The Complete Guide To Squirting

Female ejaculation – commonly known as "squirting" – has been a subject of interest right back to ancient times. Back then, however, it wasn’t a puzzle or taboo. The philosopher Aristotle, who was kicking around Ancient Greece more than 300 years BC, matter-of-factly observed that when women ejaculate, they produce far more liquid than men. And the Kama Sutra, the Hindu sexual text written around 200-400 AD, called the product of squirting ‘female semen’. It’s clear that for some of our ancient sisters ejaculation at orgasm was a normal part of sex.

As with so many aspects of women’s sexuality, however, over the last two millennia female ejaculation became a taboo subject. Then in the mid 20th century its existence was even denied by early sexual researchers and was written off as just incontinence (charming!).

In recent years the pendulum has swung the other way and the act of squirting has been over-sensationalised. It is often misrepresented and unhelpfully faked in porn – leading to bans by film classification boards in some countries. Sometimes squirting can even be overly-fetishised as an essential part of sex. Which of course, it’s simply not!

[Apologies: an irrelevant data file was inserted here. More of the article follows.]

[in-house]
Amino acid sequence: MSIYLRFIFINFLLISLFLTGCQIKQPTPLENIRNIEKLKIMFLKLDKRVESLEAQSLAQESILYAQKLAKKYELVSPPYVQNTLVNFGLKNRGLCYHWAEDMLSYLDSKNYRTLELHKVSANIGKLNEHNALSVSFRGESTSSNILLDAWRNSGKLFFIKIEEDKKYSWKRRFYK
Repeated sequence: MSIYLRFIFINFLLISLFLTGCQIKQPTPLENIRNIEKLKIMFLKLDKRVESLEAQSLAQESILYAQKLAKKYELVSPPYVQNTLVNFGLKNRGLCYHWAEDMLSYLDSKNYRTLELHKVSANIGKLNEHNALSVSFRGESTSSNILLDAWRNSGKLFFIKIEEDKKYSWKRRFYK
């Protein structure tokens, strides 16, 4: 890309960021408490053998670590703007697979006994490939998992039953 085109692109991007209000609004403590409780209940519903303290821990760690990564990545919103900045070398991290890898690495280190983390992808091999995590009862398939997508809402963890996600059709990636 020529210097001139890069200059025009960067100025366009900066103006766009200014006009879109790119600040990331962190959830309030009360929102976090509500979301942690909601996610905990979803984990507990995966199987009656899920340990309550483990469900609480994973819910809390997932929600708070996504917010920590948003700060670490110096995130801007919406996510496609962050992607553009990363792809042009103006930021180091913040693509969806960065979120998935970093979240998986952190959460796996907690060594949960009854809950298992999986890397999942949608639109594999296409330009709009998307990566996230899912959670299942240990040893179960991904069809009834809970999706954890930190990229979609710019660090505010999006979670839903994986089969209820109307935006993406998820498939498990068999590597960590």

Thankfully, scientists are now using new techniques and equipment to conduct research into many aspects of female sexuality, helping us to become far better informed and gain both a real understanding and an appreciation of our bodies. Several years ago the scientific spotlight was turned on the wonderful internal clitoral organ, and in the last few years it’s turned to female ejaculation.

It’s incredibly important to emphasise before we go any further that your experience as a woman may very well be that you love sex, you get intensely turned on and you orgasm, but you don’t squirt. That’s both great and normal.

Only a third of women recently surveyed report ever having squirted, and many of those had experienced it only once or twice. Some people found it an intense experience that enhanced their sex lives, while others really didn’t enjoy it. As with everything to do with sex and bodies, there’s a vastly wide spectrum of what constitutes ‘normal’, and there’s a huge range of preferences too.

The purpose of this piece most definitely isn’t to create any pressure, but rather to highlight the latest research and to explore ideas for women who would like to know more. Partners of women who are reading this are also reminded that it’s never appropriate to put a partner under sexual pressure or make them feel that their experience is ‘wrong’, so just don’t do that!

What science says

In a 2014 quest for the definitive low-down on female ejaculation, some French scientists decided to study orgasming women with scanners. Yes, really! They recruited women who reported easy and copious squirting and got them to empty their bladders, have an ultrasound scan, bring themselves close to orgasm, have a second scan, and then orgasm and ejaculate. The fluid that was squirted was collected and analysed, and finally the women had a third scan.